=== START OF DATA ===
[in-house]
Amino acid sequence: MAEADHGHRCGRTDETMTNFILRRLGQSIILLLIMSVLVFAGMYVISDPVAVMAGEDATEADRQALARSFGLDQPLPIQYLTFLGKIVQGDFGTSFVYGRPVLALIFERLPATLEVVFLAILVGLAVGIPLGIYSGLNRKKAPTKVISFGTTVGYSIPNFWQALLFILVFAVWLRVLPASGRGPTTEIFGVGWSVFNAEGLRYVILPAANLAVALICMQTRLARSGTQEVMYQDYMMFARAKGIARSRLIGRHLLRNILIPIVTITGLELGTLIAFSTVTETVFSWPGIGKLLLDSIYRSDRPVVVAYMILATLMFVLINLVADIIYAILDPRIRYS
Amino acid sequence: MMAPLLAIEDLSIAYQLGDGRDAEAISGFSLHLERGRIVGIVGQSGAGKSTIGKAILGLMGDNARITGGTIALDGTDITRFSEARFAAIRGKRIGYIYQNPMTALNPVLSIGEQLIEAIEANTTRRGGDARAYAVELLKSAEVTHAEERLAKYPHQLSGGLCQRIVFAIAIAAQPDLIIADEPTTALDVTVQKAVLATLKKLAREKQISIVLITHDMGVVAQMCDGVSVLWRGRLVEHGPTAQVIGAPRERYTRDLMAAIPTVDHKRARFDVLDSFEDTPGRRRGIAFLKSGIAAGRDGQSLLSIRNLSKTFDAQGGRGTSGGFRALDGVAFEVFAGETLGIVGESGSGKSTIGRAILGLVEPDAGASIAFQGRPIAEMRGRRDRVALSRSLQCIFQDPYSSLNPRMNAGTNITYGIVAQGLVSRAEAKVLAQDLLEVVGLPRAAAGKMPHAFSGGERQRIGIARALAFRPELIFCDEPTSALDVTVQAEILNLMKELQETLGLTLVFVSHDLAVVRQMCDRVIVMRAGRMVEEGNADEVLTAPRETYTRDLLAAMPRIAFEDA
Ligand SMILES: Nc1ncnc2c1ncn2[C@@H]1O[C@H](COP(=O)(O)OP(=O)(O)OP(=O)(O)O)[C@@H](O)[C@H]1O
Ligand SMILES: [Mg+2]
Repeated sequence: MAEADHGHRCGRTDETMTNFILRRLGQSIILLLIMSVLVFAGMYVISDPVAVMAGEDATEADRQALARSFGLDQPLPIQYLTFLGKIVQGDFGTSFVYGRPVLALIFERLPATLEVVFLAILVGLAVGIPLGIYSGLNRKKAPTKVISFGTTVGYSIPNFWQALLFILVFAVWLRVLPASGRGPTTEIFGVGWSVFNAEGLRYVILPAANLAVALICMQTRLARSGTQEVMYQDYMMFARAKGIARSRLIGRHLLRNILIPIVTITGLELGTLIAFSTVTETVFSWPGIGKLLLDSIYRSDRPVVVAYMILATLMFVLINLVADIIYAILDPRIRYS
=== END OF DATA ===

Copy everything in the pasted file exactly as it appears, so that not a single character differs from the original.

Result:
[in-house]
Amino acid sequence: MAEADHGHRCGRTDETMTNFILRRLGQSIILLLIMSVLVFAGMYVISDPVAVMAGEDATEADRQALARSFGLDQPLPIQYLTFLGKIVQGDFGTSFVYGRPVLALIFERLPATLEVVFLAILVGLAVGIPLGIYSGLNRKKAPTKVISFGTTVGYSIPNFWQALLFILVFAVWLRVLPASGRGPTTEIFGVGWSVFNAEGLRYVILPAANLAVALICMQTRLARSGTQEVMYQDYMMFARAKGIARSRLIGRHLLRNILIPIVTITGLELGTLIAFSTVTETVFSWPGIGKLLLDSIYRSDRPVVVAYMILATLMFVLINLVADIIYAILDPRIRYS
Amino acid sequence: MMAPLLAIEDLSIAYQLGDGRDAEAISGFSLHLERGRIVGIVGQSGAGKSTIGKAILGLMGDNARITGGTIALDGTDITRFSEARFAAIRGKRIGYIYQNPMTALNPVLSIGEQLIEAIEANTTRRGGDARAYAVELLKSAEVTHAEERLAKYPHQLSGGLCQRIVFAIAIAAQPDLIIADEPTTALDVTVQKAVLATLKKLAREKQISIVLITHDMGVVAQMCDGVSVLWRGRLVEHGPTAQVIGAPRERYTRDLMAAIPTVDHKRARFDVLDSFEDTPGRRRGIAFLKSGIAAGRDGQSLLSIRNLSKTFDAQGGRGTSGGFRALDGVAFEVFAGETLGIVGESGSGKSTIGRAILGLVEPDAGASIAFQGRPIAEMRGRRDRVALSRSLQCIFQDPYSSLNPRMNAGTNITYGIVAQGLVSRAEAKVLAQDLLEVVGLPRAAAGKMPHAFSGGERQRIGIARALAFRPELIFCDEPTSALDVTVQAEILNLMKELQETLGLTLVFVSHDLAVVRQMCDRVIVMRAGRMVEEGNADEVLTAPRETYTRDLLAAMPRIAFEDA
Ligand SMILES: Nc1ncnc2c1ncn2[C@@H]1O[C@H](COP(=O)(O)OP(=O)(O)OP(=O)(O)O)[C@@H](O)[C@H]1O
Ligand SMILES: [Mg+2]
Repeated sequence: MAEADHGHRCGRTDETMTNFILRRLGQSIILLLIMSVLVFAGMYVISDPVAVMAGEDATEADRQALARSFGLDQPLPIQYLTFLGKIVQGDFGTSFVYGRPVLALIFERLPATLEVVFLAILVGLAVGIPLGIYSGLNRKKAPTKVISFGTTVGYSIPNFWQALLFILVFAVWLRVLPASGRGPTTEIFGVGWSVFNAEGLRYVILPAANLAVALICMQTRLARSGTQEVMYQDYMMFARAKGIARSRLIGRHLLRNILIPIVTITGLELGTLIAFSTVTETVFSWPGIGKLLLDSIYRSDRPVVVAYMILATLMFVLINLVADIIYAILDPRIRYS